Justices press both sides in school funding lawsuit

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Kate Royals, Mississippi Today

Former Gov. Ronnie Musgrove delivers arguments before the Mississippi Supreme Court.

Former Governor Ronnie Musgrove on Wednesday drilled home his argument that by under funding the state’s school funding formula the Legislature is not fulfilling requirements of the state Constitution.

In oral arguments before the Mississippi Supreme Court, Musgrove told justices the Mississippi Adequate Education Program is the Legislature’s attempt to meet the requirements of Section 201 of the Constitution to “provide for the establishment, maintenance and support of free public schools.” By not fully funding it, he said, the Legislature is failing to meet constitutional requirements.

Musgrove filed the lawsuit on behalf of 21 school districts, including Jackson Public Schools, in 2014. Hinds County Chancery Judge William Singletary ruled against Musgrove and the school districts in 2015, stating that the Legislature is not required to fully fund the school formula every year. Musgrove then appealed the decision.

The lawsuit also asks the state to repay the funds those districts have not received due to under funding, a total of some $230 million.

Justice Jess H. Dickinson pointed out to Musgrove that Section 201 goes on to state “upon such conditions and limitations as the Legislature may prescribe.”

Kate Royals, Mississippi Today

The Mississippi Supreme Court justices await arguments in the school funding lawsuit on Wednesday.

“Why would conditions and limitations not include their (the Legislature’s) constitutional, statutory discretion to appropriate money as they see fit?” Dickinson asked.

Musgrove compared public school funding to the section of the constitution that requires compensation of judges.

“Because it is a mandate, the Legislature uses its discretion in determining the number of judges, the type of judges, what kind of case load, who has jurisdiction once they determine that number (of judges) and the salary,” he explained. “But once they determine that number, the salary, then it is not an option. It is mandated. So consequently in Section 201 … it’s up to the Legislature to define at what level we support them.”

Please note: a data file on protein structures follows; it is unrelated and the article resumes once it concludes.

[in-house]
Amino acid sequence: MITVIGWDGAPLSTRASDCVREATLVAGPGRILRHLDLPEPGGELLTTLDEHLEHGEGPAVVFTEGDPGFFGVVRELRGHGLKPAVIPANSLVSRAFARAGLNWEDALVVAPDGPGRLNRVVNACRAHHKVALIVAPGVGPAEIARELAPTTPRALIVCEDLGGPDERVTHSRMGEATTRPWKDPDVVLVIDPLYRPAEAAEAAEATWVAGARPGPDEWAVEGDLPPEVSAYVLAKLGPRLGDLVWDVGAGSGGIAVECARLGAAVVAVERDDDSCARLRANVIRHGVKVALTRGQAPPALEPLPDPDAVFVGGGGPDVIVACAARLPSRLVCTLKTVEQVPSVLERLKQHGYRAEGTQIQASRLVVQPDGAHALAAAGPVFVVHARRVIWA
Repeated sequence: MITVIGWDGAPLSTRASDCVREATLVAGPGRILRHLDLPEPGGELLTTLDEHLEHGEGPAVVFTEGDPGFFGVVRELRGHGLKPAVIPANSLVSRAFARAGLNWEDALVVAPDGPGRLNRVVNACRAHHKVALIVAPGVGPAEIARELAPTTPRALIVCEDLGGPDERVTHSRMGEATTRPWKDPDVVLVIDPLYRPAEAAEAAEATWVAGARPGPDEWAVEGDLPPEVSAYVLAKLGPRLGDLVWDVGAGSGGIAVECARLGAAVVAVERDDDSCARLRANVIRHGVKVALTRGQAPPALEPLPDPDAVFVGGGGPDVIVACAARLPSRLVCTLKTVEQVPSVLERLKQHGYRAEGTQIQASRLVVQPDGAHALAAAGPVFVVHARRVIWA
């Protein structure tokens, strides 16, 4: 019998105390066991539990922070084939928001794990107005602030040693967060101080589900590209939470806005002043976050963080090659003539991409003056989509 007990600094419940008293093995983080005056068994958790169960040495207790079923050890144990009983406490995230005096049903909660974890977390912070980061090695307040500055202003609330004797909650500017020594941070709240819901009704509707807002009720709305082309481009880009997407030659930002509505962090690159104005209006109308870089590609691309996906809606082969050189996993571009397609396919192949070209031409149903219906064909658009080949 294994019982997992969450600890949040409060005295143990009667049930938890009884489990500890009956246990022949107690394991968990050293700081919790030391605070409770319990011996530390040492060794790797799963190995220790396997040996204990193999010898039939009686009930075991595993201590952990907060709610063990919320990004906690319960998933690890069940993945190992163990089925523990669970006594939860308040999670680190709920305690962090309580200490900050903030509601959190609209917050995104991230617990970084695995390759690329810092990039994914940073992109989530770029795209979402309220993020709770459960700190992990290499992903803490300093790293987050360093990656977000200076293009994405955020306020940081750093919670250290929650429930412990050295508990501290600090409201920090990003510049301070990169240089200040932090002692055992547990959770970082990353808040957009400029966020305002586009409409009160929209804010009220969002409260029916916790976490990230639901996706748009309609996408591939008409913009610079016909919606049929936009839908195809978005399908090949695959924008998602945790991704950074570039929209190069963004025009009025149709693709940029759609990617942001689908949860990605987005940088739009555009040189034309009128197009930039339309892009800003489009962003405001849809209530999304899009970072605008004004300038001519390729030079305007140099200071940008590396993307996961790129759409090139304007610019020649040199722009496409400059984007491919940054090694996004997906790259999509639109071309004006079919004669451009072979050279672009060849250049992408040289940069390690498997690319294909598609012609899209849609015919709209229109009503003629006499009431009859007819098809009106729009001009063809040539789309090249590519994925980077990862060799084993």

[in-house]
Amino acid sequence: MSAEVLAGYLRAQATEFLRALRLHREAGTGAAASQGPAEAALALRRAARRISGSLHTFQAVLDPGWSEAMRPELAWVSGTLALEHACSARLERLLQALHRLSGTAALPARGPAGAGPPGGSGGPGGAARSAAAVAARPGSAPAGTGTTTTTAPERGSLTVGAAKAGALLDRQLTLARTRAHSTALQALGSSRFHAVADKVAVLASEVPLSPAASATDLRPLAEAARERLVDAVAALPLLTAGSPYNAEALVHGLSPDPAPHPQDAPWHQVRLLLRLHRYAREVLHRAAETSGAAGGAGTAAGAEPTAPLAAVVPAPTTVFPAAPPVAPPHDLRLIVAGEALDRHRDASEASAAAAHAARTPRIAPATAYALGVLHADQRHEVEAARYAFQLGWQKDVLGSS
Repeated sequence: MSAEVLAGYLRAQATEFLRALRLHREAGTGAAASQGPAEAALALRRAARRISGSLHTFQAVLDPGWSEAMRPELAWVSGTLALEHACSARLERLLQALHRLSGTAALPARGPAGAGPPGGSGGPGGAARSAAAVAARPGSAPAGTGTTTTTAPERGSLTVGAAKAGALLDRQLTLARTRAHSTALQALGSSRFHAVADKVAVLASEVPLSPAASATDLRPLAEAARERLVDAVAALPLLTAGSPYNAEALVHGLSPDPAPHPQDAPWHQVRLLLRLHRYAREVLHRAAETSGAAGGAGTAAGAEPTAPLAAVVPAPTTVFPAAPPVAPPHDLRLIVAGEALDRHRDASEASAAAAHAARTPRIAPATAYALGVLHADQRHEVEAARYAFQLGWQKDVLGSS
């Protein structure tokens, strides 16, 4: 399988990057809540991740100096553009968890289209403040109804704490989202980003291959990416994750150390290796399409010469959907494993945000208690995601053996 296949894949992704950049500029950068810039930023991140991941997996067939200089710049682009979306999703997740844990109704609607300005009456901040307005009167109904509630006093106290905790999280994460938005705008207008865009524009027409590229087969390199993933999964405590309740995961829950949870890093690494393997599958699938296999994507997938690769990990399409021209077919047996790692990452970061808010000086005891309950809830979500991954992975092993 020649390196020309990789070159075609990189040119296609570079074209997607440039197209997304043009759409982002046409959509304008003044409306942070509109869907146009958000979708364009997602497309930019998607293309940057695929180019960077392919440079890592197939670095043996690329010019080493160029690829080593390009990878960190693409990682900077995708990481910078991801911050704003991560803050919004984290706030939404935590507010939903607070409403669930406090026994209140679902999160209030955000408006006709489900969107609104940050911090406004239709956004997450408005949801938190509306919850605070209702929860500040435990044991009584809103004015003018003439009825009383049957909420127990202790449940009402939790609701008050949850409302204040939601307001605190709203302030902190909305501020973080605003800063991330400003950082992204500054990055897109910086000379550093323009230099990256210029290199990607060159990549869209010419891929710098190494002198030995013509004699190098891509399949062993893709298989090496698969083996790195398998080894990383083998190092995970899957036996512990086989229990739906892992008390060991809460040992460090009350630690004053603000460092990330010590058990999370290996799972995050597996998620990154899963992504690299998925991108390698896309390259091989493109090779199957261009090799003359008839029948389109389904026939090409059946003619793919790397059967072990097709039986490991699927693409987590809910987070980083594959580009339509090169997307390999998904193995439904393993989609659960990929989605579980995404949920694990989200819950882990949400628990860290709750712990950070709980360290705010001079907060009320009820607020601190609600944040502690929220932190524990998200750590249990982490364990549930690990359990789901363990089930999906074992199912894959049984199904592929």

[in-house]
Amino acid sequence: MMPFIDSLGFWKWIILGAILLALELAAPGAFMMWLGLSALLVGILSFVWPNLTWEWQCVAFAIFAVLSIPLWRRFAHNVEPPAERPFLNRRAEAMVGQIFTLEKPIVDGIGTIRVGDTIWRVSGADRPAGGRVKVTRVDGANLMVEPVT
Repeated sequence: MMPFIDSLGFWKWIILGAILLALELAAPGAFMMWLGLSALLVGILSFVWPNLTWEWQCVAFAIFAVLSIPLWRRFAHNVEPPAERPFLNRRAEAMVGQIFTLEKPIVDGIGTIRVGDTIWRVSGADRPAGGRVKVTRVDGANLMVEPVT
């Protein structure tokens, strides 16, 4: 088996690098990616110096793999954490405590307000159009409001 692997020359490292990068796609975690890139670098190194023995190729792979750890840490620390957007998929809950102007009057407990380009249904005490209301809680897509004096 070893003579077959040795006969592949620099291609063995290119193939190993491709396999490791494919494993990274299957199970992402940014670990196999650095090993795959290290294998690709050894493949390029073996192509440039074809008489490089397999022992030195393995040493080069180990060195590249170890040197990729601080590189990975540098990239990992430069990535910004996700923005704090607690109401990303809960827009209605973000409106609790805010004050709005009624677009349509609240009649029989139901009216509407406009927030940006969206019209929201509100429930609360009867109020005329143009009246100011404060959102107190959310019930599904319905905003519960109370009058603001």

Musgrove said the MAEP constitutes the “maintenance and support” portion of Section 201 and thus must be funded.

Several other justices also expressed concern over separation of powers and the judiciary branch’s role.

“My question to you is how can this court consistent with our constitutional limitations order legislators to get together over at the Legislature, sit down and appropriate $235 million to any agency without us stepping over a constitutional bound?” Justice James Maxwell asked Musgrove.

Musgrove pointed to decisions made by the Supreme Court in the past, quoting a decision that said the Legislature’s power to appropriate state funds “may not be exercised in violation of the constitution.”

Justin Matheny, the special assistant attorney general representing the state, also came in for questioning by justices, about his argument that the Legislature is not required to fully fund the MAEP. He noted that the Legislature is required to fully fund state employee salaries set by law because state employee salaries deal with contract rights.

“This (school funding) is totally different. This is the 2006 Legislature purporting to speak directly to future Legislatures and tell them you only have one option, and that’s to appropriate exactly what MDE (Mississippi Department of Education) says” each year, Matheny said.

Matheny was referring to the 2006 amendment to the MAEP stating that the Legislature “shall” fully fund the formula.

“Our constitutional provisions prohibit that – you can’t lay traps for the Legislature to say in order to get its discretion back, they have to first go in and knock out this statute that purports to control your discretion,” he continued.

Justices continued to ask about the difference between that and salaries for judges or teachers, all of which are set by the Legislature each year.

“I’m asking you is there some case somewhere that says what you’re saying or is this some interpretation or your personal view?” Dickinson asked.

Matheny acknowledged the matter had never come up in the Mississippi Supreme Court, but referred to a case in Massachusetts he said supported this position.

Both sides of the lawsuit now await the Court’s decision.